The monument includes a moated site, four associated pond bays and a sub-rectangular enclosure situated 400m south-west of Willoughbridge Wells. All features of the site are aligned end-on from SSE-NNW, the pond bays lying to the south of the moated site and the enclosure to the north. The moated site has external dimensions of 100m NW-SE by 90m NE-SW. The moat is up to 16m wide and averages 3m deep. It is now dry, although the stream which supplied water to the moat flows through the south-western arm of the moat. The stream is separated from an open drain by a low bank; this arrangement appears to be post-medieval. There are external banks at the northern and north-eastern outer edges of the moat. The moated island is under rough pasture, measures 70m NW-SE and 60m NE-SW and is raised above the surrounding land. There is no surface evidence for the location of the original access. A bank at the south-western edge of the moated site forms the retaining bank for the first of four ponds which are situated to the south of the moated site. The retaining bank is visible as an earthwork for a length of 50m and the pond formed to the south of the bank is now dry. Approximately 70m south- east of the moated site is a second retaining bank which is 20m long and 1m high. The earthwork originally extended beyond the eastern edge of the stream but this area is currently under cultivation and the bank is no longer visible at ground level and is not included in the scheduling. The third retaining bank is situated a further 80m upstream and stands approximately 2m high. The field to the east of the pond is under cultivation and the original eastern end of the retaining bank is no longer visible and is therefore not included in the scheduling. The pond created by this earthwork extended for a further 80m to the south and its extent is included in the scheduling: it is partly waterfilled. A fourth retaining bank is visible approximately 320m south-east of the moated site. The dam measures 1.5m high and is visible for a length of up to 40m. The south-western end of the dam has been destroyed and is no longer visible on the ground surface and is therefore not included in the scheduling. A sub-rectangular area of approximately 80m NW-SE by 60m NE-SW extends to the north of the moated site. The northern and north-eastern edges of the enclosure are bounded by slight earthworks in an area under cultivation. The external bank north-west of the moated site forms the southern boundary of the enclosure. It is bounded on its western edge by the stream. The enclosure is associated with the moated site and may have been used for keeping stock. The moated site at Willoughbridge Park is thought to have originated with an early medieval site which enclosed a wooden semi-defensive residence. Excluded from the scheduling are the modern retaining wall and drainage pipe located within the stream channel to the south of the moated site, and all fence posts, but the ground beneath all these features is included.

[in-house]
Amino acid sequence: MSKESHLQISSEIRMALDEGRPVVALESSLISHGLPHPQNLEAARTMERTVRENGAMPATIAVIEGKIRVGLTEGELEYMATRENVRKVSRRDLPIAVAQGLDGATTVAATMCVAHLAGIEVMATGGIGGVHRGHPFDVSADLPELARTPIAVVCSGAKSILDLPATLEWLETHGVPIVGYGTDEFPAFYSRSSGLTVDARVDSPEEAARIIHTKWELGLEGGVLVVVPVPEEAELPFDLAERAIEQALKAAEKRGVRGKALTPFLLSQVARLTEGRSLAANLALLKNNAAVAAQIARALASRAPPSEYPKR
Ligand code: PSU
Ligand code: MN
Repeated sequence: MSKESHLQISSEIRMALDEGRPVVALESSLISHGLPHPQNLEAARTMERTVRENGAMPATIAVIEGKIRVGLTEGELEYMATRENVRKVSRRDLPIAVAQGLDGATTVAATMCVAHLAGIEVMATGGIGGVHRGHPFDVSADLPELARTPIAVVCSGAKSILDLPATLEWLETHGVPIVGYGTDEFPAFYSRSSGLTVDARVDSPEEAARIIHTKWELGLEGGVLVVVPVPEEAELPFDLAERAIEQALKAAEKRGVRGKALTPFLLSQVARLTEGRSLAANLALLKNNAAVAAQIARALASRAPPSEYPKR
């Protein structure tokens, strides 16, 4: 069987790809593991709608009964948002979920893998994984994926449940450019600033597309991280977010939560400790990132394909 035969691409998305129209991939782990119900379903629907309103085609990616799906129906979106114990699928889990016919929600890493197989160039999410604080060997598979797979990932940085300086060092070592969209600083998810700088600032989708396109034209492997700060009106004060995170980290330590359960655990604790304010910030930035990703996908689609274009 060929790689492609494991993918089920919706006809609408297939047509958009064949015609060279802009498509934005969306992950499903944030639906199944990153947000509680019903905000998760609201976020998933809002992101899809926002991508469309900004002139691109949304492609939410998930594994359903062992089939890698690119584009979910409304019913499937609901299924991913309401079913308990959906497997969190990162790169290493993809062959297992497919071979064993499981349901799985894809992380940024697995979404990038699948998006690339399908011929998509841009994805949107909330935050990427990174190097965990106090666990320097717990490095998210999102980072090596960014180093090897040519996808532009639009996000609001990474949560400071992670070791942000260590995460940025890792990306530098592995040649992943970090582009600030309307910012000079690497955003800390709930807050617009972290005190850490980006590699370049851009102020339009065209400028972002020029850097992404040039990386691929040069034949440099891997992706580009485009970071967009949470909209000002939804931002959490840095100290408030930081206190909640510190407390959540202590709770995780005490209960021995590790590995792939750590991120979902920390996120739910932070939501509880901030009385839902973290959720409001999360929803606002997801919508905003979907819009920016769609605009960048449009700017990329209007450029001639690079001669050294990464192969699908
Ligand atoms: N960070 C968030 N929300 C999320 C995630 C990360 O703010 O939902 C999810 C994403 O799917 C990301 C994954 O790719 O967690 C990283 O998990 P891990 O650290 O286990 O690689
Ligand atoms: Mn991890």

MAP EXTRACT The site of the monument is shown on the attached map extract.

Selected Sources

Books and journals
Bemrose, G J V, 'Transactions of the North Staffordshire Field Club' in Archaeology and History, , Vol. 72, (1938), 117

National Grid Reference: SJ 74296 39029

Map

Map
© Crown Copyright and database right 2017. All rights reserved. Ordnance Survey Licence number 100024900.
© British Crown and SeaZone Solutions Limited 2017. All rights reserved. Licence number 102006.006.
Use of this data is subject to Terms and Conditions.

The above map is for quick reference purposes only and may not be to scale. For a copy of the full scale map, please see the attached PDF - 1011052 .pdf

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This copy shows the entry on 18-Dec-2017 at 07:21:19.

End of official listing